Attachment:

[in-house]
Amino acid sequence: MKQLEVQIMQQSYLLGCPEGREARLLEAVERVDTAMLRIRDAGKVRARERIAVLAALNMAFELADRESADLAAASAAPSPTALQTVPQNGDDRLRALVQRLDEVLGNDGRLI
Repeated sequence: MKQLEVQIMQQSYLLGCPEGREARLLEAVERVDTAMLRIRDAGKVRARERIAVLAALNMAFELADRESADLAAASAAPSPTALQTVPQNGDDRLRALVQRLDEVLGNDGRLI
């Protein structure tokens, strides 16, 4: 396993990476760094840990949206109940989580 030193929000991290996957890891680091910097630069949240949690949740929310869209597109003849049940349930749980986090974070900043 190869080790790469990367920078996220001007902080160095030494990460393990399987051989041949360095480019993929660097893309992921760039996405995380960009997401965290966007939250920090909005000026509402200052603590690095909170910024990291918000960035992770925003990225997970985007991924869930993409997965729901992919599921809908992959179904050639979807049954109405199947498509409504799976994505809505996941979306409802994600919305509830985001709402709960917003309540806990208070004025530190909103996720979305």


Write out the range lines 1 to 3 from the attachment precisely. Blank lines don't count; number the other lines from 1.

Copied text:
[in-house]
Amino acid sequence: MKQLEVQIMQQSYLLGCPEGREARLLEAVERVDTAMLRIRDAGKVRARERIAVLAALNMAFELADRESADLAAASAAPSPTALQTVPQNGDDRLRALVQRLDEVLGNDGRLI
Repeated sequence: MKQLEVQIMQQSYLLGCPEGREARLLEAVERVDTAMLRIRDAGKVRARERIAVLAALNMAFELADRESADLAAASAAPSPTALQTVPQNGDDRLRALVQRLDEVLGNDGRLI